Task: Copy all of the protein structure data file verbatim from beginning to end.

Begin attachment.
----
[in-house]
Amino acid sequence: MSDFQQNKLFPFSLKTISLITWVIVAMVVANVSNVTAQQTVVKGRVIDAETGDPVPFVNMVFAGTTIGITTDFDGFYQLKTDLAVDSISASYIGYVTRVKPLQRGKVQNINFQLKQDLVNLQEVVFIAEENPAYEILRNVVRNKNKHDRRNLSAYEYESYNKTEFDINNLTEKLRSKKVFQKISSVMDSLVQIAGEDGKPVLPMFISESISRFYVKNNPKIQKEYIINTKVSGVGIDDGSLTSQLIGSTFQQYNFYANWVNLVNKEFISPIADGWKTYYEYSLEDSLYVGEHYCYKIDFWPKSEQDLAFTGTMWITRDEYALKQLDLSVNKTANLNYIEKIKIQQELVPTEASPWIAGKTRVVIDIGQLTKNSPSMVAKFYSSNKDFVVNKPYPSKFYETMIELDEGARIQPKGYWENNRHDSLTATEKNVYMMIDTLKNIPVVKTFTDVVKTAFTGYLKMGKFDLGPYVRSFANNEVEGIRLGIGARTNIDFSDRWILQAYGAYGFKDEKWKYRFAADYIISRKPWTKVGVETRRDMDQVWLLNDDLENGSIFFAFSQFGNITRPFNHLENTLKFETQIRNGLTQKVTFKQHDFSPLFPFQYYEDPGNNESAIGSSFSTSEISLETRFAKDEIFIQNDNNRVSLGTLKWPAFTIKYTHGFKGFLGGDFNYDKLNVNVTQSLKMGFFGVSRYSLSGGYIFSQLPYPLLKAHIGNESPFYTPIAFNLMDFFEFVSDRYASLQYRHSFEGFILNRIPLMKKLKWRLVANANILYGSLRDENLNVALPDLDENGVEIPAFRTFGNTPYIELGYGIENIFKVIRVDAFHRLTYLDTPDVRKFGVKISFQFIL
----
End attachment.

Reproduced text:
[in-house]
Amino acid sequence: MSDFQQNKLFPFSLKTISLITWVIVAMVVANVSNVTAQQTVVKGRVIDAETGDPVPFVNMVFAGTTIGITTDFDGFYQLKTDLAVDSISASYIGYVTRVKPLQRGKVQNINFQLKQDLVNLQEVVFIAEENPAYEILRNVVRNKNKHDRRNLSAYEYESYNKTEFDINNLTEKLRSKKVFQKISSVMDSLVQIAGEDGKPVLPMFISESISRFYVKNNPKIQKEYIINTKVSGVGIDDGSLTSQLIGSTFQQYNFYANWVNLVNKEFISPIADGWKTYYEYSLEDSLYVGEHYCYKIDFWPKSEQDLAFTGTMWITRDEYALKQLDLSVNKTANLNYIEKIKIQQELVPTEASPWIAGKTRVVIDIGQLTKNSPSMVAKFYSSNKDFVVNKPYPSKFYETMIELDEGARIQPKGYWENNRHDSLTATEKNVYMMIDTLKNIPVVKTFTDVVKTAFTGYLKMGKFDLGPYVRSFANNEVEGIRLGIGARTNIDFSDRWILQAYGAYGFKDEKWKYRFAADYIISRKPWTKVGVETRRDMDQVWLLNDDLENGSIFFAFSQFGNITRPFNHLENTLKFETQIRNGLTQKVTFKQHDFSPLFPFQYYEDPGNNESAIGSSFSTSEISLETRFAKDEIFIQNDNNRVSLGTLKWPAFTIKYTHGFKGFLGGDFNYDKLNVNVTQSLKMGFFGVSRYSLSGGYIFSQLPYPLLKAHIGNESPFYTPIAFNLMDFFEFVSDRYASLQYRHSFEGFILNRIPLMKKLKWRLVANANILYGSLRDENLNVALPDLDENGVEIPAFRTFGNTPYIELGYGIENIFKVIRVDAFHRLTYLDTPDVRKFGVKISFQFIL